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Frequently Asked Questions (FAQs) about the

Get on Board BRT Program: US 29 Edition


Q1:     What is Bus Rapid Transit?

A: Bus Rapid Transit, frequently referred to as “BRT”, is a form of public transit that has been successful all over the world. It provides a faster, more reliable ride than standard, local bus services.


Q2: Which features of BRT will the US 29 service have?

A: On US 29, BRT will include:

  • Stations: Well-lit, with covered seating areas and real-time information screens, providing a more comfortable and predictable wait. BRT systems often feature raised platforms to allow for level boarding, which allows for faster, easier boarding for riders with disabilities, bicycles, or strollers.

  • Off-Board Fare Payment: Riders validate (e.g., by tapping or swiping) their farecard at station kiosks before they board the bus. This eliminates the need to wait for other riders to pay their fare at an on-board farebox and allows for faster boarding, meaning the BRT spends less time waiting at stops.

  • All-Door Boarding: Because passengers don’t have to pay their fare on the bus, passengers can board the bus from any door, which also helps speed the boarding process.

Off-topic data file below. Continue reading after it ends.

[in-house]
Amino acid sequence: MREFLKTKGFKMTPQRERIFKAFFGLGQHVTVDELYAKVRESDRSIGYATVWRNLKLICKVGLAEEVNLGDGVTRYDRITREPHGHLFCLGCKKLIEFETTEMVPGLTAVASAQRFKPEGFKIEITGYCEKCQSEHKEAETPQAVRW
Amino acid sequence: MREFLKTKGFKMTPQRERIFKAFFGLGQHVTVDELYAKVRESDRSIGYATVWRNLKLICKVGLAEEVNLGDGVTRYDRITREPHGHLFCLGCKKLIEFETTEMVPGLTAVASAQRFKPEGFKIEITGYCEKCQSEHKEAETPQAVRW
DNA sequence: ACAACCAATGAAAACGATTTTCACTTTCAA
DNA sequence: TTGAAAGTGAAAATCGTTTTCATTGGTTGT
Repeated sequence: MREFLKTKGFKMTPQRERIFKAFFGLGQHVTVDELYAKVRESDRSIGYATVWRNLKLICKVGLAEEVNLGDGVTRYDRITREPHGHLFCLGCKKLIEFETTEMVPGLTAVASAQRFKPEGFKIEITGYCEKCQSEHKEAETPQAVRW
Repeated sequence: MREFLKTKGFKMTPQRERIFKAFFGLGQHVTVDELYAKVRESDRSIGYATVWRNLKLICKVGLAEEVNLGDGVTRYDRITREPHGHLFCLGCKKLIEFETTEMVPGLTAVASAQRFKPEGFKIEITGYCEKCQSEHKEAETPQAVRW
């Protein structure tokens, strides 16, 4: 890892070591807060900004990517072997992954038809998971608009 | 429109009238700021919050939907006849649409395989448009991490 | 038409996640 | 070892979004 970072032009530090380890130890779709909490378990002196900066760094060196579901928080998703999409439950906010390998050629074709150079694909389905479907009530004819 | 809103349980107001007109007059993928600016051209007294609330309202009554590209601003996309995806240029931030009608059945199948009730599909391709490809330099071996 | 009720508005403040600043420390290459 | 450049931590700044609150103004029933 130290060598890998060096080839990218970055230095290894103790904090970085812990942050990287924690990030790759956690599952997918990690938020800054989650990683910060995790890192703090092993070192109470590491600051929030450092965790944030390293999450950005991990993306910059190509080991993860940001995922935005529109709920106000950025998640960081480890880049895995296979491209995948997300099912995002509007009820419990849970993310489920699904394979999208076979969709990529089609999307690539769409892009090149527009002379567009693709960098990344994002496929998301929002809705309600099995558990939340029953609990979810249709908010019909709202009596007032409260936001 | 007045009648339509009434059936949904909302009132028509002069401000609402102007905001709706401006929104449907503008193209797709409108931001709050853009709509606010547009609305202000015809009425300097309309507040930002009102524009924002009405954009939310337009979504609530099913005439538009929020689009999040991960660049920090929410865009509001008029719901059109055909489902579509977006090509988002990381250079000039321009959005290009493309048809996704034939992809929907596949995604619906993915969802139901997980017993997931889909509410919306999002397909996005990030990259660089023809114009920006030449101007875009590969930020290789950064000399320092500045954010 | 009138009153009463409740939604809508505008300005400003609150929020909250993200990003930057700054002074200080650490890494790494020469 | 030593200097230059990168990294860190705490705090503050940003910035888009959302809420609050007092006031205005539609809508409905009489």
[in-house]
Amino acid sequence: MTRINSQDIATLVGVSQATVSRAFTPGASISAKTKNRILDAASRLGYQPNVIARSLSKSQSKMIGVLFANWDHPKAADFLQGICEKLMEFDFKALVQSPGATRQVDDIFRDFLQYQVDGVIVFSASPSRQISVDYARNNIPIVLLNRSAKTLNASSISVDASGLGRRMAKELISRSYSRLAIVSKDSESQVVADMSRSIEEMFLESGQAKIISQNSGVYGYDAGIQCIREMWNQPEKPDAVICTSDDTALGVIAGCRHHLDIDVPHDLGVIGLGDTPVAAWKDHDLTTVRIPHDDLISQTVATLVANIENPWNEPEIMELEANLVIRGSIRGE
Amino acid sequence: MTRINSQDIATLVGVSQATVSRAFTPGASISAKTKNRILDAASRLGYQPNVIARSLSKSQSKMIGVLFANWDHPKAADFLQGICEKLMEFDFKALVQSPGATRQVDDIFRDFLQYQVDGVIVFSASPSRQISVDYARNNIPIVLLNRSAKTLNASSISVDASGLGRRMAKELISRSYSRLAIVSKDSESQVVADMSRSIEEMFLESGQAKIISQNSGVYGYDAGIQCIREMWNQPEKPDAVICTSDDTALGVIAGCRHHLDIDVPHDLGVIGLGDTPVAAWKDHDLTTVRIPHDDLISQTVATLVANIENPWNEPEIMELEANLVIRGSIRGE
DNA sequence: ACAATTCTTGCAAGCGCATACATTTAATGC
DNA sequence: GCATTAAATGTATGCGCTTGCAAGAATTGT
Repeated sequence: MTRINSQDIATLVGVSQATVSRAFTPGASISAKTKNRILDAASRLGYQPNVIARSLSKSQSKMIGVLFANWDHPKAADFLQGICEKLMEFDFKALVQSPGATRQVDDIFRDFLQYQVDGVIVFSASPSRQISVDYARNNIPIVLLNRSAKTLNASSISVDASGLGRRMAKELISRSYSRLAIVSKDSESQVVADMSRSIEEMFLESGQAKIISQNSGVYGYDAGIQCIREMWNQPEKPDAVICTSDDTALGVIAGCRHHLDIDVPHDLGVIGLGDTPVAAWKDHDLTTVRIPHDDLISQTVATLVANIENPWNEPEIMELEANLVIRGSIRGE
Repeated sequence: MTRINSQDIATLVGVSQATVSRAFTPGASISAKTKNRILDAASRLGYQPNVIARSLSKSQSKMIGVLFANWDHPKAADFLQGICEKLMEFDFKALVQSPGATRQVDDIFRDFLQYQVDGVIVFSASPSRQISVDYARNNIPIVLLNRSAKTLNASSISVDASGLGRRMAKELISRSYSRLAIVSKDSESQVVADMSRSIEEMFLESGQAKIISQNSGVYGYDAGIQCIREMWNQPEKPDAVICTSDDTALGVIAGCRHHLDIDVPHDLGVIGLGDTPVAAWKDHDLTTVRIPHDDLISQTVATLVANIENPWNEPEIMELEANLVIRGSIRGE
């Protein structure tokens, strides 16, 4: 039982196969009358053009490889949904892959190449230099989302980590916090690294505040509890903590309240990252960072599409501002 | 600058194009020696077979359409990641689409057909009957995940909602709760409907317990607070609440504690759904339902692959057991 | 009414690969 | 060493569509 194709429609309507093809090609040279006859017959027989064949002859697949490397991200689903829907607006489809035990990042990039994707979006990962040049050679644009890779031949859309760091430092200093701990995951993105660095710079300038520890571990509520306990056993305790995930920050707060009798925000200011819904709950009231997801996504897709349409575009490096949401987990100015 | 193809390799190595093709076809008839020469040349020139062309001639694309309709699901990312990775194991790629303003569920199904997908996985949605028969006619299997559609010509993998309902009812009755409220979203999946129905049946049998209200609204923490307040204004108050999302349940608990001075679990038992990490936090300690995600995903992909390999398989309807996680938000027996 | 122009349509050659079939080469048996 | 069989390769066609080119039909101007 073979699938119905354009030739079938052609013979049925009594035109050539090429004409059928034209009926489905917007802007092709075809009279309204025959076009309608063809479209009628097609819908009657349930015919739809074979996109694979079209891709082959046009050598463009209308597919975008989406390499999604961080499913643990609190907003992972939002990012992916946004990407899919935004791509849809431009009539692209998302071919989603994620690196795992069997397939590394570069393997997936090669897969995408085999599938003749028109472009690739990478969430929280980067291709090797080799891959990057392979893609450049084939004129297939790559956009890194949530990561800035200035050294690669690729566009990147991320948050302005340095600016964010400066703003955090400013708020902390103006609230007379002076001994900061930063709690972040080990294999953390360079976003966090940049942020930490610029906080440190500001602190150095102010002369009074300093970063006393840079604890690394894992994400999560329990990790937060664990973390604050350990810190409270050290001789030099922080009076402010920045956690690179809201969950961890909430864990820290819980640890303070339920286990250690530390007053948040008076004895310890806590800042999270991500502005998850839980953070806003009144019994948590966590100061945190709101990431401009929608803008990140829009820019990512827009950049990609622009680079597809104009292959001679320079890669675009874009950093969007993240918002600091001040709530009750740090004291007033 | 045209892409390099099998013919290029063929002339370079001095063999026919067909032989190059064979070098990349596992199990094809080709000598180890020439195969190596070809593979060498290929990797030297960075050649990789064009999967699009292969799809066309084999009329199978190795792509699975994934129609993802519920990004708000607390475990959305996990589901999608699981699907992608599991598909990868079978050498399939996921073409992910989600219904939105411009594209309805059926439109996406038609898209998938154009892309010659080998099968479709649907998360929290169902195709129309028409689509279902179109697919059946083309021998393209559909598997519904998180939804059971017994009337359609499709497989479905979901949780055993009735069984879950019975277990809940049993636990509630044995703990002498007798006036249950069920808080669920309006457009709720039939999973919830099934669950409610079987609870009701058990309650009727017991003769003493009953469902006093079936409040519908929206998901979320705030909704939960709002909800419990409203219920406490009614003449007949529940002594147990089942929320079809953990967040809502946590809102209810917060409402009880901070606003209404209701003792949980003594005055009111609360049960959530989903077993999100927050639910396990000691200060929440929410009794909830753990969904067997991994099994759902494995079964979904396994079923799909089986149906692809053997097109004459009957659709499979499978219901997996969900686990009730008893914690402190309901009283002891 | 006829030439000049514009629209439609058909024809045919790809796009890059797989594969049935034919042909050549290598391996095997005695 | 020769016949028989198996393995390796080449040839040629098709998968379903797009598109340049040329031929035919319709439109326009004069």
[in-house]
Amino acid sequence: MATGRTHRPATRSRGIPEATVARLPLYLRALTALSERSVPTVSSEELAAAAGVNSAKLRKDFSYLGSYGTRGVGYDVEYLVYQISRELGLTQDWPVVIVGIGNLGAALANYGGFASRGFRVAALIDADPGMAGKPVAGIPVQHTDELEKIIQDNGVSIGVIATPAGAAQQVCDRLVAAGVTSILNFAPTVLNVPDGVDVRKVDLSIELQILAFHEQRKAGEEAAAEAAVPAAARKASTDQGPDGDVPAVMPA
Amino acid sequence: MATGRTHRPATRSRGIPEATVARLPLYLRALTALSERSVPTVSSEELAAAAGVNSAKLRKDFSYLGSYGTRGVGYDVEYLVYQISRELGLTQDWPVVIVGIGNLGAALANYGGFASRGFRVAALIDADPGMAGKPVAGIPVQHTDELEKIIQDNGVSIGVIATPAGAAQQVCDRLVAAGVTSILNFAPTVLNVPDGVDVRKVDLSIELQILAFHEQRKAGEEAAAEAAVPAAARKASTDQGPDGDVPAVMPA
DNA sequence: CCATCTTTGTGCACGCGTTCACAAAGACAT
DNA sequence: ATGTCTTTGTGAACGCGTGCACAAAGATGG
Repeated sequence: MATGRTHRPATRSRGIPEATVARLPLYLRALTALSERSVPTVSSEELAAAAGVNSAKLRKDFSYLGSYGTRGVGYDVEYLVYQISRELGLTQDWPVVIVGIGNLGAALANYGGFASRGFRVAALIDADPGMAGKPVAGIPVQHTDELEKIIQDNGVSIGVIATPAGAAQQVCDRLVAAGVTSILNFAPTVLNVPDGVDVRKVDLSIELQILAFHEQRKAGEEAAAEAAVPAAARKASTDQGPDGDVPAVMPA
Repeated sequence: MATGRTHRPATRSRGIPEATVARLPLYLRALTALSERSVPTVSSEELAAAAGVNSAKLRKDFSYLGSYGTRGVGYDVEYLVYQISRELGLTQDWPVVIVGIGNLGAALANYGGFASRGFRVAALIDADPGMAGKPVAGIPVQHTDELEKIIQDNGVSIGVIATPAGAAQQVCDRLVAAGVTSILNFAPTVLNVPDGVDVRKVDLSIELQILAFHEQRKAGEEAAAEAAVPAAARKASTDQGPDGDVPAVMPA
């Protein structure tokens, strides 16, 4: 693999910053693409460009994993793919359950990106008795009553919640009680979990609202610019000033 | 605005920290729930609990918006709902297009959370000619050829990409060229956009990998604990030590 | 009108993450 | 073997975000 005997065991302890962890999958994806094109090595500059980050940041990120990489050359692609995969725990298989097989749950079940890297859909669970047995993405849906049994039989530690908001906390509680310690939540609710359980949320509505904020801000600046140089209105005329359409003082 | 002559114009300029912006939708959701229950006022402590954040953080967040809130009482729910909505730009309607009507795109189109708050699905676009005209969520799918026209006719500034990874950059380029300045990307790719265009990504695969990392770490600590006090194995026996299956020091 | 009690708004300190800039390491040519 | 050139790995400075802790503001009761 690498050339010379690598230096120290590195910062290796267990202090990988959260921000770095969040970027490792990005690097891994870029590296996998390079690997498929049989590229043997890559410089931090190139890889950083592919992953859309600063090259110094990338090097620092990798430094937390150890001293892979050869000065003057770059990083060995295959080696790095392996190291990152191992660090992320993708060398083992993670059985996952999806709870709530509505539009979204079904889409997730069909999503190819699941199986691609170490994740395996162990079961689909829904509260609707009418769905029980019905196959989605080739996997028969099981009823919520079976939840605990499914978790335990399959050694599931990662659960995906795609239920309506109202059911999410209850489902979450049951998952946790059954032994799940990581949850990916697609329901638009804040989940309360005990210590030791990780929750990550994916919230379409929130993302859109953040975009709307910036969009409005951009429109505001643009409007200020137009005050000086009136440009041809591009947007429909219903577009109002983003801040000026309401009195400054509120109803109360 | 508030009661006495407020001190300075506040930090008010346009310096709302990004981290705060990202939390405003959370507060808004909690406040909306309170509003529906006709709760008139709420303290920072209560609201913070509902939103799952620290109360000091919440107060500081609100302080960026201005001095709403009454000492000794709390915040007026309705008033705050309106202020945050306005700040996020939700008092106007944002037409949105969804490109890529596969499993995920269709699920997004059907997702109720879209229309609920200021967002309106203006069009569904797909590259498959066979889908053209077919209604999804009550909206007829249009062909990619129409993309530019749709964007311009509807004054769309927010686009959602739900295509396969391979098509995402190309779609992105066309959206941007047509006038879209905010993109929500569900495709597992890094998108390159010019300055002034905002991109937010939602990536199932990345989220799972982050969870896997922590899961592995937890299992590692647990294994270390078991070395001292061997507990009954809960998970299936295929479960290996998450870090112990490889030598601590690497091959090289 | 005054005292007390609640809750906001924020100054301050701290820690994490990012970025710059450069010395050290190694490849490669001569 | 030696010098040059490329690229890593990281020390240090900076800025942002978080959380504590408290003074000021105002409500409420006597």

• Transit Signal Priority (TSP): This allows BRT buses and traffic lights to communicate with each other. As a result, in some cases, such as when a bus is running behind schedule, TSP can adjust signal timing to allow the traffic light to stay green for a few extra seconds to allow the bus to get through the intersection and regain some lost time.

  • Unique Branding: BRT systems generally look and feel different from local buses, with a different vehicle design and color scheme. This lets riders easily tell the difference between the enhanced service and the local service.

  • Frequent, reliable service: The BRT service will be more frequent than the local bus service along the corridor, and will run on a “headway schedule” (e.g., every 8 minutes) instead of a timetable schedule. This means that buses will not need to remain at stops if they are ahead of schedule, but rather will serve stations along the corridor as quickly as possible. This makes service more reliable and precludes the need for riders to check bus schedules before going to the bus station since they know they will never have to wait long for the BRT to arrive.


Q3: Where will US 29 BRT operate? What stops will it serve?

A: The US 29 BRT will operate between Burtonsville and Silver Spring. There will be two service patterns.

  • Service Pattern One travels between Briggs Chaney Park and Ride and the Silver Spring Transit Center via Castle Boulevard, US 29, and Lockwood Drive. It begins at the Briggs Chaney Park and Ride and serves stations at:

    • Castle Boulevard and Castle Ridge Circle

    • US 29 and Tech Road

    • Lockwood Drive and Stewart Lane

    • White Oak Transit Center on Lockwood Drive

    • Lockwood Boulevard and Oak Leaf Drive

    • Burnt Mills Shopping Center

    • US 29 and University Boulevard